Wednesday, November 9, 2011

Birch Tree Grove, continued

I'm working on the Birch Tree Grove. I want it to look like the end of summer; the leaves are just starting to turn. As you saw in the previous post, I have bits of golden yellow mixed in with the green..... But, it just looks like a big blob of green. The trunks look great (I think), but the green mass of leaves doesn't allow the eye to see separate trees. It needs more dimension...

        See what I mean?.........
 I want the tree with the largest trunk to come forward. I think this is where I need to know about shadowing. I did it fine on the trunk, but I'm not sure what to do with the leaves. I'm pretty sure I want to keep the center part of the green the color that it is, but as the green moves to the left and right of center it needs to get darker.  Does that make sense or am I in La La land yet again???
I think this is where the fabric pens and oil pastels come in handy. The worst that can happen is that I totally screw this up. Right?

     One other thing... I have some of the trees at the edge of the dark woods and some of the trees more in the open with a lighter, sunset type background. I should have shadowed the trees on the right side of the trunks. Am I learning from my mistakes or what?
What a crack-up!

Keep stitchin' for the ones you love.
Hugs from Mary

Sunday, November 6, 2011

Christmas 2011 -- Birth of a New Tradition

Ladies and Gentlemen... we could do this...
I received this as an email from a good friend, and thought, "This is the perfect post for the blog.
If you would like a copy of this article to put on your blog or email to friends just leave a comment and I'll make sure you get it!

> As the holidays approach, the giant Asian factories are kicking 
> into high gear to provide Americans with monstrous piles of 
> cheaply produced goods -- merchandise that has been produced at 
> the expense of American labor. This
> year will be different. This year Americans will give the gift 
> of genuine concern for other Americans. There is no longer an 
> excuse that, at gift giving time, nothing can be found that is 
> produced by American hands. Yes there is!

> It's time to think outside the box, people. Who says a gift 
> needs to fit in a shirt box, wrapped in Chinese produced 
> wrapping paper?
> Everyone -- yes EVERYONE gets their hair cut. How about gift 
> certificates from your local American hair salon or barber?

> Gym membership? It's appropriate for all ages who are thinking 
> about some health improvement.

> Who wouldn't appreciate getting their car detailed? Small, 
> American owned detail shops and car washes would love to sell 
> you a gift certificate or a book of gift certificates.

> Are you one of those extravagant givers who think nothing of 
> plunking down the Benjamins on a Chinese made flat-screen? 
> Perhaps that grateful gift receiver would like his driveway 
> sealed, or lawn mowed for the summer, or driveway plowed all 
> winter, or games at the local golf course.

> There are a bazillion owner-run restaurants -- all offering gift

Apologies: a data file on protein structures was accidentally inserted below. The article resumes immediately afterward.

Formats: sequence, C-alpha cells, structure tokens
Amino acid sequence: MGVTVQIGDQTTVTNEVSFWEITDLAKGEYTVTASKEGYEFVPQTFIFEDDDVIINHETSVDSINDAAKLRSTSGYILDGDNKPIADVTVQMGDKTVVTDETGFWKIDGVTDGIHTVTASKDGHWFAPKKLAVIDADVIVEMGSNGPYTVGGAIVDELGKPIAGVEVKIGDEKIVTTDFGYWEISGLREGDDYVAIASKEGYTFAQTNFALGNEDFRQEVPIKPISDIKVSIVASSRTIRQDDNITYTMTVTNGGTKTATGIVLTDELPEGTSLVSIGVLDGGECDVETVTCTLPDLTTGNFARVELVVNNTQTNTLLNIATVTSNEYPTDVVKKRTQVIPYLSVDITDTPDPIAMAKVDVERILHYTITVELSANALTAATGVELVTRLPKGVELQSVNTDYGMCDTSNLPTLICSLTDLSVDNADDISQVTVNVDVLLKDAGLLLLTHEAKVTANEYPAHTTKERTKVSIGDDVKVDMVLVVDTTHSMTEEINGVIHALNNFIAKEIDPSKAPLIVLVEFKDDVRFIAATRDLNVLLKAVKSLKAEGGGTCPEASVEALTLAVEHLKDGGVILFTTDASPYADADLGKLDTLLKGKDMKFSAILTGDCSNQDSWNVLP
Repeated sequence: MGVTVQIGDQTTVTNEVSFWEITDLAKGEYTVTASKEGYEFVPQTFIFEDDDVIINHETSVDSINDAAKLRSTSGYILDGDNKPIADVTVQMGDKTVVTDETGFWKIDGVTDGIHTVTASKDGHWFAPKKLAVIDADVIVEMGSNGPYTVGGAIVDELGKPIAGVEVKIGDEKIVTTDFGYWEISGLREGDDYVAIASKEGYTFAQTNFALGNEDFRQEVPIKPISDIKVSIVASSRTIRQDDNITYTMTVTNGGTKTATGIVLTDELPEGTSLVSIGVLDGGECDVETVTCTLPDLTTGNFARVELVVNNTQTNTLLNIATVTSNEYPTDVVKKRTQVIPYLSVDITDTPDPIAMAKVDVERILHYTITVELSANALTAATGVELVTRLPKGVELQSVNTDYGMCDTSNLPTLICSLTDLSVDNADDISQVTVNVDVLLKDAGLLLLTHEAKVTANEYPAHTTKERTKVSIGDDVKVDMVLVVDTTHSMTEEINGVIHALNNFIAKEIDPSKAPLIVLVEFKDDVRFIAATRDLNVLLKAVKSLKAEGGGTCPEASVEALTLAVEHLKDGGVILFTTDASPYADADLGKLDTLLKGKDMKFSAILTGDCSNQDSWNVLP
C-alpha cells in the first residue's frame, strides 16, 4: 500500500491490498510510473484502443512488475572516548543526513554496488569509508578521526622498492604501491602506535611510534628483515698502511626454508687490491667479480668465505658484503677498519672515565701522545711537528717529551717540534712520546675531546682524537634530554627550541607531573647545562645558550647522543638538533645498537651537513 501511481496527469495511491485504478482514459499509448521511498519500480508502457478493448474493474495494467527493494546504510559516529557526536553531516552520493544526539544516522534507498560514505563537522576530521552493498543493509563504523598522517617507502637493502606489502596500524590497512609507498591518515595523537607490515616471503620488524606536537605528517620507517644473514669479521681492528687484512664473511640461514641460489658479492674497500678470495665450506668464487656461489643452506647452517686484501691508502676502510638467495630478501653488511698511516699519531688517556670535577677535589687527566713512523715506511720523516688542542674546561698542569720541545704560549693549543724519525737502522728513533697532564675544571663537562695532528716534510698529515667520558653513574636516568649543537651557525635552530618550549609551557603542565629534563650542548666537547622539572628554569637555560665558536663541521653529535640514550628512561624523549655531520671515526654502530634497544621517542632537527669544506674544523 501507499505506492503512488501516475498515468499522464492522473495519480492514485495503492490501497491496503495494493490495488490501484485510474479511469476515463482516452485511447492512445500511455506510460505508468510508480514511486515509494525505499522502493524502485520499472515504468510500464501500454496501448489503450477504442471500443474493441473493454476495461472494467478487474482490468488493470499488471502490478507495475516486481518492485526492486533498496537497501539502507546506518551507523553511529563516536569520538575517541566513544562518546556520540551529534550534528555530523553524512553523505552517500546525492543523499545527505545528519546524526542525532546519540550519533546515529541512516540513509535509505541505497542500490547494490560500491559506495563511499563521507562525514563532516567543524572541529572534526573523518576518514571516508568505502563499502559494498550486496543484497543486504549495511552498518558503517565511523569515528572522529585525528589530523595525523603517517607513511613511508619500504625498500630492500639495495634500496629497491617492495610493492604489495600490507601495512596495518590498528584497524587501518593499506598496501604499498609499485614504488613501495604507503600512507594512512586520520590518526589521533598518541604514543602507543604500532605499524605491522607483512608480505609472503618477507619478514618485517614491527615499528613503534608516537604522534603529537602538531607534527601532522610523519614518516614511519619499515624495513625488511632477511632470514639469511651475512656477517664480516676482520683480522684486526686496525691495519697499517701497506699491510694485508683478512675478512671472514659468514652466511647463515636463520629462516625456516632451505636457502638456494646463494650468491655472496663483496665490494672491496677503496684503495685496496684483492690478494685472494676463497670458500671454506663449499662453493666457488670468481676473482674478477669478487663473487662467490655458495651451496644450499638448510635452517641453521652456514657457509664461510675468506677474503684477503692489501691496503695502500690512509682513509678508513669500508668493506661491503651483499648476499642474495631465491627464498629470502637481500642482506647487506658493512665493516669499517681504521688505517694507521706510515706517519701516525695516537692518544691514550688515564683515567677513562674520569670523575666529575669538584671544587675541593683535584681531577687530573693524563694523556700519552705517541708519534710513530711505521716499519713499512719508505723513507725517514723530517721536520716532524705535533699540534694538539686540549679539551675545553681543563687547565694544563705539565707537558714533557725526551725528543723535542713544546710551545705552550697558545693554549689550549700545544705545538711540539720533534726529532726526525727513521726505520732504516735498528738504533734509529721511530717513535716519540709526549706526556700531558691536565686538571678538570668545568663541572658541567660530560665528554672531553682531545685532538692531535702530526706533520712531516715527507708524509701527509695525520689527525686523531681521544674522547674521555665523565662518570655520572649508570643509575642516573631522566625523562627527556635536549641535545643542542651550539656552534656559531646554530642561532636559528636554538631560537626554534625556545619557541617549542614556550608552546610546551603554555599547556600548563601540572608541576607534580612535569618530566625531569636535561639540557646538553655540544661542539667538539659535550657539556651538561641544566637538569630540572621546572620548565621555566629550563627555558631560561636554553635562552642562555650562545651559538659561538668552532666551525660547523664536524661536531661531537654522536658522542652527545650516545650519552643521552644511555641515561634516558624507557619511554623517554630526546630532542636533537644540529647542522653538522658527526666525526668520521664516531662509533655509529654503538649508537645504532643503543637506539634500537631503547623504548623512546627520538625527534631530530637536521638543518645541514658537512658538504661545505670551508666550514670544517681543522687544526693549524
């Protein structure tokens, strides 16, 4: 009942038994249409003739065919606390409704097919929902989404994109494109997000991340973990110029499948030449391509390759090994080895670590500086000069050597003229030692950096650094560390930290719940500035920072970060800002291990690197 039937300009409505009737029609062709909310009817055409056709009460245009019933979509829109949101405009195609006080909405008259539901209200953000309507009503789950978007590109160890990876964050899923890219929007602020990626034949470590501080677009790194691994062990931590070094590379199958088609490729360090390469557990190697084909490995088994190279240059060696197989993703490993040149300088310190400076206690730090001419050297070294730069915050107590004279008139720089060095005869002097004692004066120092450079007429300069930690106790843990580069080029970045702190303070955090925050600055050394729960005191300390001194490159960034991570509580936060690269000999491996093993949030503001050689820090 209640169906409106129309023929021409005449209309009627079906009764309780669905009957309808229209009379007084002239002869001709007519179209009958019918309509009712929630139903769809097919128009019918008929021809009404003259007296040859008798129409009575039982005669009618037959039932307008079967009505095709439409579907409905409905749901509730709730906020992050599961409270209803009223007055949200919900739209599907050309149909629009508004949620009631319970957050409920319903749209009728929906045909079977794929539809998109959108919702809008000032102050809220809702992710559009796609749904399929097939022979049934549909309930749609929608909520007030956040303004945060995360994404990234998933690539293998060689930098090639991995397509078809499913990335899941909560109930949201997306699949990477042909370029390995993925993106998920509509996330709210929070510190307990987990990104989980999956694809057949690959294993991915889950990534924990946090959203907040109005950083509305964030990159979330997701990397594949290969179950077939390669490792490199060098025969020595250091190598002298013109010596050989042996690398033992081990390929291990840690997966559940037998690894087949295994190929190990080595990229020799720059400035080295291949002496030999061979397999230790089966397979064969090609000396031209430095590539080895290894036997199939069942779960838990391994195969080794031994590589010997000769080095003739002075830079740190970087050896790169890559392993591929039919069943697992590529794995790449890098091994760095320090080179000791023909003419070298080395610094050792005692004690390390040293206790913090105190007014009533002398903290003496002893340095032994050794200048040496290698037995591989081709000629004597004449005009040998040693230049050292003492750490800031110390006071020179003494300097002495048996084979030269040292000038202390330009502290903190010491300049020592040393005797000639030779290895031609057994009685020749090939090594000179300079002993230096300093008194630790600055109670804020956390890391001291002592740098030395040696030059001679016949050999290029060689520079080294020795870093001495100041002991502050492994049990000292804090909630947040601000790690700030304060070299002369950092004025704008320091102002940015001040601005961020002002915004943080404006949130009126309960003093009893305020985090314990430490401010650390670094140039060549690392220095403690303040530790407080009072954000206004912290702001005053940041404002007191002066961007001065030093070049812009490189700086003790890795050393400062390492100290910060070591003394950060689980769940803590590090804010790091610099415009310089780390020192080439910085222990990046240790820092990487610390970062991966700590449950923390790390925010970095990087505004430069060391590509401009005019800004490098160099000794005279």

> certificates. And, if your intended isn't the fancy eatery sort, what
> about a half dozen breakfasts at the local breakfast joint. 
> Remember, folks this isn't about big National chains -- this is 
> about supporting your home town Americans with their financial 
> lives on the line to keep their doors open.

> How many people couldn't use an oil change for their car, truck 
> or motorcycle, done at a shop run by the American working guy?

> Thinking about a heartfelt gift for mom? Mom would LOVE the 
> services local cleaning lady for a day.

> My computer could use a tune-up, and I KNOW I can find some 
> young guy who is struggling to get his repair business up and running.

> OK, you were looking for something more personal. Local crafts 
> people spin their own wool and knit them into scarves. They make 
> jewelry, and pottery and beautiful wooden boxes.

> Plan your holiday outings at local, owner operated restaurants 
> and leave your server a nice tip. And, how about going out to 
> see a play or ballet at your hometown theatre.

> Musicians need love too, so find a venue showcasing local bands.

> Honestly, people, do you REALLY need to buy another ten thousand 
> Chinese lights for the house? When you buy a five dollar string 
> of light, about fifty cents stays in the community. If you have 
> those kinds of bucks to burn, leave the mailman, trash guy or 
> babysitter a nice BIG tip.

> You see, Christmas is no longer about draining American pockets 
> so that China can build another glittering city. Christmas is 
> now about caring about US, encouraging American small businesses 
> to keep plugging away to follow their dreams. And, when we care 
> about other Americans, we care about our communities, and the 
> benefits come back to us in ways we couldn't imagine.

> THIS is the new American Christmas tradition.
> Forward this to everyone on your mailing list -- post it to 
> discussion groups -- throw up a post on Craigslist in the Rants 
> and Raves section in your city -- send it to the editor of your 
> local paper and radio stations, and TV news departments. This is 
> a revolution of caring about each other, and isn't that what 
> Christmas is about?